by Lauren Kieren
Labeling and Identifying Nitrox Cylinders
Any time you fill a tank with nitrox, it must be identified as such. This will help to prevent accidents in the event that someone uses a tank filled with nitrox without taking the proper precautions. The industry standard for tanks filled with nitrox is to mark the tank with a tank wrap, as well as identify the mixture with a label or tag.
A nitrox tank wrap is an adhesive decal, generally 10-13 cm. (4-5 in.) in width, that is designed to completely encircle the diameter of the tank. The decal is usually printed in yellow and green with the word Enriched Air and/or Nitrox printed continuously on it in bold green or yellow letters. This tape makes it quick and easy to spot a nitrox bottle in a group of tanks.
It is standard practice to identify the actual nitrox mix currently contained within the cylinder and note it on a Contents label. This information can be found by analyzing, or watching someone analyze, the cylinder for oxygen content using a properly calibrated and functioning analyzer. At a minimum the information recorded on the label should include; oxygen content, maximum operating depth (MOD) of the gas you will be breathing, the name / initials of the person who analyzed the mixture, and the date it was analyzed.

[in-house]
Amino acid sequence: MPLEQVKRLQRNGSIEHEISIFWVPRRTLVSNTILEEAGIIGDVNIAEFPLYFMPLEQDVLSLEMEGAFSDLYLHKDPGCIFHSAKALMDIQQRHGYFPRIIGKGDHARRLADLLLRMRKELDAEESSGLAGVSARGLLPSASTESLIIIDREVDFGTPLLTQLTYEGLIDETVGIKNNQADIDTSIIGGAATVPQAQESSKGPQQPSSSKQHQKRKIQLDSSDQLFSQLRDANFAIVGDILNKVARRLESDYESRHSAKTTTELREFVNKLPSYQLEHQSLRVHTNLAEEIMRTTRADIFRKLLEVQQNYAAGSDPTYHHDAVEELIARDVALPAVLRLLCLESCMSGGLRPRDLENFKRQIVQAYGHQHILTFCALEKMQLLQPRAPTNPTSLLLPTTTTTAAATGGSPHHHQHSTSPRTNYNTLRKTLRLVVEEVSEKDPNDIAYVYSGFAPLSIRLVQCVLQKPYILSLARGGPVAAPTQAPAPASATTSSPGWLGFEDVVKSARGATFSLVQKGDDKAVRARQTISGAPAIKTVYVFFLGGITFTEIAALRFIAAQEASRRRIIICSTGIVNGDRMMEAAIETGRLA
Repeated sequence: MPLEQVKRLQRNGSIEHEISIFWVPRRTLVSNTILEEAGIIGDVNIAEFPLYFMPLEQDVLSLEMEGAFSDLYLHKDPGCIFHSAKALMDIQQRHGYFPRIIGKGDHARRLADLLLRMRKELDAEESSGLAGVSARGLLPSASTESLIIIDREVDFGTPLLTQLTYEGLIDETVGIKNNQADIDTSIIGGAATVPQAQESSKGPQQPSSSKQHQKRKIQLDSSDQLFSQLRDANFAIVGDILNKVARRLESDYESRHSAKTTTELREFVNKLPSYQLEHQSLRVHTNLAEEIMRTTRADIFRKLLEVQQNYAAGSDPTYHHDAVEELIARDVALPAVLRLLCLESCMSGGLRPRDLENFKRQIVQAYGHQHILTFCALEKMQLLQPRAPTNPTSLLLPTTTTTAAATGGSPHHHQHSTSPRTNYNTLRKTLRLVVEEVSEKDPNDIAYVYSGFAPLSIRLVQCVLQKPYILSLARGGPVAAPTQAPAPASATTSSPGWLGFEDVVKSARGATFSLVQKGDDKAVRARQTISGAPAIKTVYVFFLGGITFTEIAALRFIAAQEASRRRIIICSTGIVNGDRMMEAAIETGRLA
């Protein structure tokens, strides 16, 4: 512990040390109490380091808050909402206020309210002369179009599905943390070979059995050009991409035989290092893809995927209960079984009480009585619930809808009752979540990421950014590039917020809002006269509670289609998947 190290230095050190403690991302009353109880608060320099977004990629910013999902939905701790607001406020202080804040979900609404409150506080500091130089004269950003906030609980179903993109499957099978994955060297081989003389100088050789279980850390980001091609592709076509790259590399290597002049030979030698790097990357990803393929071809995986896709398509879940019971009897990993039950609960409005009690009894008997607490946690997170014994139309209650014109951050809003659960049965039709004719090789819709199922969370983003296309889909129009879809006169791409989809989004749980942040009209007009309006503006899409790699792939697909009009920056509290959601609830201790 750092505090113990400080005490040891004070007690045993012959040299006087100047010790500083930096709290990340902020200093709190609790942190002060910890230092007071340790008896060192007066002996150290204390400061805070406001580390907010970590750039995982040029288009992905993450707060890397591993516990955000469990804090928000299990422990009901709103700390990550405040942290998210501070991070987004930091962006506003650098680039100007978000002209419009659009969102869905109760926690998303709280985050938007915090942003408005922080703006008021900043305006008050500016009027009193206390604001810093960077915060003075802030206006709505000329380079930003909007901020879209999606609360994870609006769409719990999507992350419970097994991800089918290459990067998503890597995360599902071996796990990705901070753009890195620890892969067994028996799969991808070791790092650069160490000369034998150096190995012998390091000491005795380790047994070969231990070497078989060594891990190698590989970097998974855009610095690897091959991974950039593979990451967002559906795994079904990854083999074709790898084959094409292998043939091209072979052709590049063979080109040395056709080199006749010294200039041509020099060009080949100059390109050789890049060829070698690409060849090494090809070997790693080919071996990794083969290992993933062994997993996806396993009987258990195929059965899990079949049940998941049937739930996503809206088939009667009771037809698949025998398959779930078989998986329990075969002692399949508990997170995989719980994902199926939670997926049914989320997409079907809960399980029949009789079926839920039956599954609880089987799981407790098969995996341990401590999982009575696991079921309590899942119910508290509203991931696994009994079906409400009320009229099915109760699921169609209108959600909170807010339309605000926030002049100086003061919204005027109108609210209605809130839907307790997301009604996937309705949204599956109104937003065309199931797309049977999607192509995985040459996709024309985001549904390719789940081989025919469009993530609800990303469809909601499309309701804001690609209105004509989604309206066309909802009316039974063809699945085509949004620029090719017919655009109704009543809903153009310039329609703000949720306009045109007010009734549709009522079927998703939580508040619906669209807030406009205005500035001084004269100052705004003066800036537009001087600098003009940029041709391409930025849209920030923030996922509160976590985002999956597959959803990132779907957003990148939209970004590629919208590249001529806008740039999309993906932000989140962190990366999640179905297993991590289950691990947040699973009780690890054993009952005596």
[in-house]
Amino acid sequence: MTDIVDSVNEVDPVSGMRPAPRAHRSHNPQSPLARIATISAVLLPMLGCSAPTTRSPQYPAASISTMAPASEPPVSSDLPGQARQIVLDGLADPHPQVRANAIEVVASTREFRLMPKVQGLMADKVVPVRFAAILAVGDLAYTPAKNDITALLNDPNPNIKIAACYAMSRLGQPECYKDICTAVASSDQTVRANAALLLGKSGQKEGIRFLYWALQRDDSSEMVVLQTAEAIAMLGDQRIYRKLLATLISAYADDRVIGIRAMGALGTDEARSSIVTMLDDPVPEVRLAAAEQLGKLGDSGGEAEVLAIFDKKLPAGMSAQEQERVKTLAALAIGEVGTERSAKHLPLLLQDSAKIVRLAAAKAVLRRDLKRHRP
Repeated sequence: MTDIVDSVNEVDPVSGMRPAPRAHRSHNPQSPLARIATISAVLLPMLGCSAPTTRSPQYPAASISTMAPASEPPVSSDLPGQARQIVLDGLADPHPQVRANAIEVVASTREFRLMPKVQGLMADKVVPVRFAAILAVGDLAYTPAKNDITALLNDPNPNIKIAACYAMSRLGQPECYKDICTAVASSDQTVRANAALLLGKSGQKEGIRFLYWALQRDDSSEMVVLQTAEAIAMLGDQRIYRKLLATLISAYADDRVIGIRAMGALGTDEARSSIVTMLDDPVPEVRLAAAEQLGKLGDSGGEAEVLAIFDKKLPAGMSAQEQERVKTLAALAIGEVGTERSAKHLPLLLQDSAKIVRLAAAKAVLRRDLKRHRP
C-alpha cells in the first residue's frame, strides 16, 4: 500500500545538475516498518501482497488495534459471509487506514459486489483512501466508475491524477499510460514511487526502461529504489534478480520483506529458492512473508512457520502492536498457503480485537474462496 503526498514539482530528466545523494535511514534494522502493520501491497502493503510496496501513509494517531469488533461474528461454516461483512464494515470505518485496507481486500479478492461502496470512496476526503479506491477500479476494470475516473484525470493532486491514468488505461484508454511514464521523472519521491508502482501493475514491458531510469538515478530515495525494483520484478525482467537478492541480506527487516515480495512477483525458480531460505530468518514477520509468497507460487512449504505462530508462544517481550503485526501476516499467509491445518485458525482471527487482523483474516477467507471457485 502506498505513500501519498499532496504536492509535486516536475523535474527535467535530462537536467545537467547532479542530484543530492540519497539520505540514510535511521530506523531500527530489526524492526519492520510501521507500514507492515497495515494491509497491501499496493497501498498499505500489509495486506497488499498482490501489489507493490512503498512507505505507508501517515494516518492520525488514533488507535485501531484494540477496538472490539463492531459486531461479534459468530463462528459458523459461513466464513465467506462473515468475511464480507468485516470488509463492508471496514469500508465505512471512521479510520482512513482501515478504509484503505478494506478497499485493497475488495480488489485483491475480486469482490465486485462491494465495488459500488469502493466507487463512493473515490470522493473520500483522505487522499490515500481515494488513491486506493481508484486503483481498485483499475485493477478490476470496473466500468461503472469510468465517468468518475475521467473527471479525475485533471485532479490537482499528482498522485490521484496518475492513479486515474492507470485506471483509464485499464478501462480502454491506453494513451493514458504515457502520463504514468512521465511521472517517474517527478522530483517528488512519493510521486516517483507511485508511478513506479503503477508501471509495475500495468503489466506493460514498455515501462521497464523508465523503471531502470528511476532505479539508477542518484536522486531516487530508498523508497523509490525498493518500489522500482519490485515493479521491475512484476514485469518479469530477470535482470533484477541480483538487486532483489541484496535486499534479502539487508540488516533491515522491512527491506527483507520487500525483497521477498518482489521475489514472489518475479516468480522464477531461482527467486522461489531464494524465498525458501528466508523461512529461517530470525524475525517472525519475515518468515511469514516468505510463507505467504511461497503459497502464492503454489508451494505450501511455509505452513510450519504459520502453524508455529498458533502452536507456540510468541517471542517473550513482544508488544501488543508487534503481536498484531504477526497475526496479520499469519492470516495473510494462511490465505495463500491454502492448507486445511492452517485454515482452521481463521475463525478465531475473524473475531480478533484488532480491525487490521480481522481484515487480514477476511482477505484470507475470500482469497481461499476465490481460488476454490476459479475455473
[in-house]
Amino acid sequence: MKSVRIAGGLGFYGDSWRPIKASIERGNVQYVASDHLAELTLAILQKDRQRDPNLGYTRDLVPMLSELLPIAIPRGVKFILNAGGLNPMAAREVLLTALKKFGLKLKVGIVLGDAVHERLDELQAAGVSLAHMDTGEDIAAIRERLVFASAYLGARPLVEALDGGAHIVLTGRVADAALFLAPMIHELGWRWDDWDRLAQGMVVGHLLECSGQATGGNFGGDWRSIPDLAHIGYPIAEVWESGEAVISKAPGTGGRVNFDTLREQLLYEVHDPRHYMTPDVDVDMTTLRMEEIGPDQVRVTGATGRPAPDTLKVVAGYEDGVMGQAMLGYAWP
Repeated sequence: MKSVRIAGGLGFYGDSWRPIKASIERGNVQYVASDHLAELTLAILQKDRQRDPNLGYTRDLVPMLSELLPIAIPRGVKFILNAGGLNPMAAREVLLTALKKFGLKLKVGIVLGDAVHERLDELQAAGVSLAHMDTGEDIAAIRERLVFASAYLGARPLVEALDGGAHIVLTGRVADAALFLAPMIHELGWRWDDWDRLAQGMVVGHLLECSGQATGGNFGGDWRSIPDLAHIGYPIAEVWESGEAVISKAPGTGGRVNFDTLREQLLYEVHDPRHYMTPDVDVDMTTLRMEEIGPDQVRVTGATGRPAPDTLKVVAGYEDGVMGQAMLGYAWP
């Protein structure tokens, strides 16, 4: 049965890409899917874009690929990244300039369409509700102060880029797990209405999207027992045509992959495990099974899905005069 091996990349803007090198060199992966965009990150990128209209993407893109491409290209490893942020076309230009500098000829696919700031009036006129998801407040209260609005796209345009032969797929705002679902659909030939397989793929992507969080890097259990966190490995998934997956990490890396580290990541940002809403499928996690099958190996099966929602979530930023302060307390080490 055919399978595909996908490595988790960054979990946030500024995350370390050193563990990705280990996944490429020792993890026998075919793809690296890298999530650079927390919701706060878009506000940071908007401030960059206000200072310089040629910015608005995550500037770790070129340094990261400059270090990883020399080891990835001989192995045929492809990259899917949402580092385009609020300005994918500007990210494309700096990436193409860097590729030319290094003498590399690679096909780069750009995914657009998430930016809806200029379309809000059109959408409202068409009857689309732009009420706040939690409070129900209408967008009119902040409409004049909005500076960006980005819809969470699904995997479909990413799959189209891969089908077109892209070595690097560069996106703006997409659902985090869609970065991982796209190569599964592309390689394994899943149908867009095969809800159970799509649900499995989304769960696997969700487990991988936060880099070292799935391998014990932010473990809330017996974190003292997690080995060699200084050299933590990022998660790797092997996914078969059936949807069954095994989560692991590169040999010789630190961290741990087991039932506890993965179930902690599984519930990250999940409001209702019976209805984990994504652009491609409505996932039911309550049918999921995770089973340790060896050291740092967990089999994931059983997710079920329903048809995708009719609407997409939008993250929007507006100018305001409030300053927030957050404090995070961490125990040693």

After you analyze the cylinder and find the oxygen content, the rest comes pretty easy. The only additional “how to” necessary is calculating the Maximum Operating Depth (MOD).
To calculate the MOD for a specific ppO2 and percentage of oxygen (FO2) the following formula is used:
MOD = 10metres X [(ppO2/FO2) – 1]
For example, if the gas contains 36% oxygen (FO2 = 0.36) and the maximum ppO2 is 1.4 bar, the MOD (m) is 10 metres x [(1.4 / 0.36) – 1] = 28.9 metres
MOD = 33feet X [(ppO2/FO2) – 1]
For example, if the gas contains 36% oxygen (FO2 = 0.36) and the maximum ppO2 is 1.4 bar, the MOD (fsw) is 33 feet x [(1.4 / 0.36) – 1] = 95.3 feet.
The additional information on the Contents label concerning nitrogen and helium is primarily intended for use by certified TDI Technical Divers trained to dive with helium in their breathing gas mixtures.
Finally, it is important to note that although the industry standard is described and pictured here, some countries require different looking labels by law. A proper nitrox diver course will teach you these procedures and allow you to practice until you are comfortable analyzing and properly labeling a nitrox cylinder.